Python's 8-bit cleanness deprecated?
exarkun at intarweb.us
Fri Feb 7 23:19:46 CET 2003
On Fri, Feb 07, 2003 at 09:00:48PM +0000, Simo Salminen wrote:
> * Kirill Simonov [Fri, 7 Feb 2003 18:39:56 +0200]
> > * M.-A. Lemburg <mal at lemburg.com>:
> >> No, but they'll need to pay some lucky Python programmer to get rid off
> >> the warning :-) Seriously, the warning and the trouble are intended as
> >> I already mentioned in the bug report Kirill filed on SF:
> >> http://www.python.org/sf/681960/ :
> > But what is the price that we pay for this? The millions of Python
> > scripts that use 8-bit string literals or comments are broken now in
> > order to allow the feature that no one ever used! I think that this is
> > an extreme.
> I second this.
I don't. In fact, I'm not even sure it makes sense. Source files that
are using non-ASCII encodings are precisely the ones that this feature
benefits. It allows anyone to look at these files and actually *read* them.
While it's true the programs are now "broken" (They're not really, they
won't be broken until this becomes a SyntaxError, and only then if they're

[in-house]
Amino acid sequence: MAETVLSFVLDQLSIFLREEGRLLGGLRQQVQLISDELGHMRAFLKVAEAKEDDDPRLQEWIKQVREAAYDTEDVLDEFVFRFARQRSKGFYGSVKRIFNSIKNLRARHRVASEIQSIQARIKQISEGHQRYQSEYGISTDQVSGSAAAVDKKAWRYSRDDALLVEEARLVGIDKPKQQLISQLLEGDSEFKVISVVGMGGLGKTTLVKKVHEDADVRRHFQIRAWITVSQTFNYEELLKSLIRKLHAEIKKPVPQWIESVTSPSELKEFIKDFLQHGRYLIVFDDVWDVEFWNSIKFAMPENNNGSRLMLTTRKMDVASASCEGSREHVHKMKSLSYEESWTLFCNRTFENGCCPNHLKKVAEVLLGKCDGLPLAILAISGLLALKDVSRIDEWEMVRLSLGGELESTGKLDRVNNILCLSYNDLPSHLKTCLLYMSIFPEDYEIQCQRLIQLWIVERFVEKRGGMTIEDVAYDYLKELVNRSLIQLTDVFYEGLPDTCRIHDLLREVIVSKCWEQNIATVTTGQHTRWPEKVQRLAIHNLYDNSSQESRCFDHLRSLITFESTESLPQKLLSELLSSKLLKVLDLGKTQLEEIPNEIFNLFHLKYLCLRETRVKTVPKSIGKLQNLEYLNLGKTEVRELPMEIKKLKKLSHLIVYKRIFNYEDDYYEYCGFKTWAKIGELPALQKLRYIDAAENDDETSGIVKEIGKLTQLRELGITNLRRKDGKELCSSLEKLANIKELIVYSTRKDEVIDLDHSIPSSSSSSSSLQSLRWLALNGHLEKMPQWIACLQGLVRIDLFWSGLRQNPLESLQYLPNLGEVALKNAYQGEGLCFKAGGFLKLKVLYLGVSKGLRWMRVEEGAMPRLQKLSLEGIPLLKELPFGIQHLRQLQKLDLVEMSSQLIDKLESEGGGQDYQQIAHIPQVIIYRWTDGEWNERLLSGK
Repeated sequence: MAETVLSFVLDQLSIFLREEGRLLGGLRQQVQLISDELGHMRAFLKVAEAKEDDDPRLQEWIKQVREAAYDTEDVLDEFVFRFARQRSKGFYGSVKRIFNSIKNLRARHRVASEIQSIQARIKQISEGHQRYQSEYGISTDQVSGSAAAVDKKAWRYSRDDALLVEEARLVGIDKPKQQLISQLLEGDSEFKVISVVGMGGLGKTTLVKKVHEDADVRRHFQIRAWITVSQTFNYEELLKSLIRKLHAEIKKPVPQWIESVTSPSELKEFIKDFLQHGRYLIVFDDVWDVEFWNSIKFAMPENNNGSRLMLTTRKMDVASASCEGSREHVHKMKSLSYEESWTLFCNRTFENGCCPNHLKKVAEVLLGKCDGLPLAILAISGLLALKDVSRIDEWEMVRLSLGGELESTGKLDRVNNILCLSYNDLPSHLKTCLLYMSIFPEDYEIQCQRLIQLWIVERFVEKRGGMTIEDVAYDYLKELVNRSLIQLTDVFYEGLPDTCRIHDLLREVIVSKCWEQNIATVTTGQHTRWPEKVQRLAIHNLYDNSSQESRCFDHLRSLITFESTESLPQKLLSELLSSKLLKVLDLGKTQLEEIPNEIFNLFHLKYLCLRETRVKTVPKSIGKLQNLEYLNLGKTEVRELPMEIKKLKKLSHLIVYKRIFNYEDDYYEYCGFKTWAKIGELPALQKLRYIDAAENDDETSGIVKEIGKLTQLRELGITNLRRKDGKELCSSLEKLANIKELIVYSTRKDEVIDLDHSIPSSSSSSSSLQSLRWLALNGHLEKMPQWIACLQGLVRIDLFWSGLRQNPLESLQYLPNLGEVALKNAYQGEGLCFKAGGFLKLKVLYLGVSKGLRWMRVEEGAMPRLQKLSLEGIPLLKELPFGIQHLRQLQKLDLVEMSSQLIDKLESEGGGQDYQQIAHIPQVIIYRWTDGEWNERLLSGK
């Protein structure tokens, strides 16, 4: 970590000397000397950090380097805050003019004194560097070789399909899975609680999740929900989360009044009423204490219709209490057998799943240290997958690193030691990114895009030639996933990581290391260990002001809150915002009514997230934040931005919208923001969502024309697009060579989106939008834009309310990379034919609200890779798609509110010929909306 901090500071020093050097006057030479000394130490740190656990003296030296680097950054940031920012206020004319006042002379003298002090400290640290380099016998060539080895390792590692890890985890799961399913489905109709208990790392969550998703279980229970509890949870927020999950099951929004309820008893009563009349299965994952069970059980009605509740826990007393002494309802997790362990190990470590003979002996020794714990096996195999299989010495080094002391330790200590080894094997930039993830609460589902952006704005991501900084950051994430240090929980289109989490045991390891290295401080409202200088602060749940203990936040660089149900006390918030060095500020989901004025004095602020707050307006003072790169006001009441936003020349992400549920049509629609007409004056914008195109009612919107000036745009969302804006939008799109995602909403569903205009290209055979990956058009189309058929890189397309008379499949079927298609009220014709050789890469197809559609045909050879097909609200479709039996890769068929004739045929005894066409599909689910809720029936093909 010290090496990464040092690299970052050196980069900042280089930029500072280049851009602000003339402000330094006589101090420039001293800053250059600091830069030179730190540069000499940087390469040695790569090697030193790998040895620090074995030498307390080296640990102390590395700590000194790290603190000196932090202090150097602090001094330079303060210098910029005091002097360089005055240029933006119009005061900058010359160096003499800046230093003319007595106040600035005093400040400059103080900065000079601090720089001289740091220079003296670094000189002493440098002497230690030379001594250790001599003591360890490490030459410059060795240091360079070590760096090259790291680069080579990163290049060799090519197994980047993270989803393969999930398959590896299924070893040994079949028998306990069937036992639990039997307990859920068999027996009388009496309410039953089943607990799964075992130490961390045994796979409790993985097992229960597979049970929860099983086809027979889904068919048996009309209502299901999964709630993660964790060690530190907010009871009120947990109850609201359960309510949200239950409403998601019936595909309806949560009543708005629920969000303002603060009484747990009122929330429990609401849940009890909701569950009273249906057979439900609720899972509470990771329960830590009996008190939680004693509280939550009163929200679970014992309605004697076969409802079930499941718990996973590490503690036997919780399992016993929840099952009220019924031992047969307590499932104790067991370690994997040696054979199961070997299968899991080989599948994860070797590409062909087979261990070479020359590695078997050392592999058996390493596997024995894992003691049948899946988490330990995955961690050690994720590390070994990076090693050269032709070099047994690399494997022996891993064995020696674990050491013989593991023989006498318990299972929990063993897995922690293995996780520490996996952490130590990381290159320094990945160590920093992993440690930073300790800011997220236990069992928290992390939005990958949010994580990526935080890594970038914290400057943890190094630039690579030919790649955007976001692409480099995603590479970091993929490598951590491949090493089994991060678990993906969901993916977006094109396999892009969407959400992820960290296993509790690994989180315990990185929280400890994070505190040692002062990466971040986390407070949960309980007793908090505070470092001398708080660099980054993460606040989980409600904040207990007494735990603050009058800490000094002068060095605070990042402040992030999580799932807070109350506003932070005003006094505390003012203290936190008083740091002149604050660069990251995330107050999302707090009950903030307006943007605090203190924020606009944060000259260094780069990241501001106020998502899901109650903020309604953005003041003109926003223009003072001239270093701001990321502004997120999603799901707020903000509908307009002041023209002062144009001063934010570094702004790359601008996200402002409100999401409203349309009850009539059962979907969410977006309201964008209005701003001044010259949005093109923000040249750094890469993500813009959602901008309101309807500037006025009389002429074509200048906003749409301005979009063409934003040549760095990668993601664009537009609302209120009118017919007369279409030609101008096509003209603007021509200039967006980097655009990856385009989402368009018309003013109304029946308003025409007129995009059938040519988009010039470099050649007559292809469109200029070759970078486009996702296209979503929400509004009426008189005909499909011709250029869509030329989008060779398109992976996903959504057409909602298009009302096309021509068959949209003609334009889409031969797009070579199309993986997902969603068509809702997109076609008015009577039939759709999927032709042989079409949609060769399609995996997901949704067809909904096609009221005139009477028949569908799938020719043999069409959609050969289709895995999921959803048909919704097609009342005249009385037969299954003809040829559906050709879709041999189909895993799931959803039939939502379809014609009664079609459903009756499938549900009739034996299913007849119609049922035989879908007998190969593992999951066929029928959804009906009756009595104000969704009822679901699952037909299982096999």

run on the new version of the interpreter - They will always work on
previous versions, forever), they were "broken" before - Python source files
were previously to contain *only* ASCII text.
> This change only makes python hostile to regular programmer, who does not
> care about encodings, and only wants to use simple 8-bit characters in
> People (well, atleast me) won't start to specify encoding at the start of
> the file, because it does not buy anything. They will just stop using
> high-bit ascii characters in comments, thus decreasing the level of
If you need to regularly use an encoding other than ASCII, and you cannot
configure your editor to put the appropriate text at the top of newly
created .py files, I humbly suggest that you need to find a new editor.
> > If you need a pythonic quote, it is here
> > "Practicality beats purity"
> Exactly. This change makes writing high-bit ASCII comments _very_
> unpractical, and breaks old code for no good reason.
There is no such thing as high-bit ASCII. If you don't understand the
issue, why do you think you can comment relevantly upon it?
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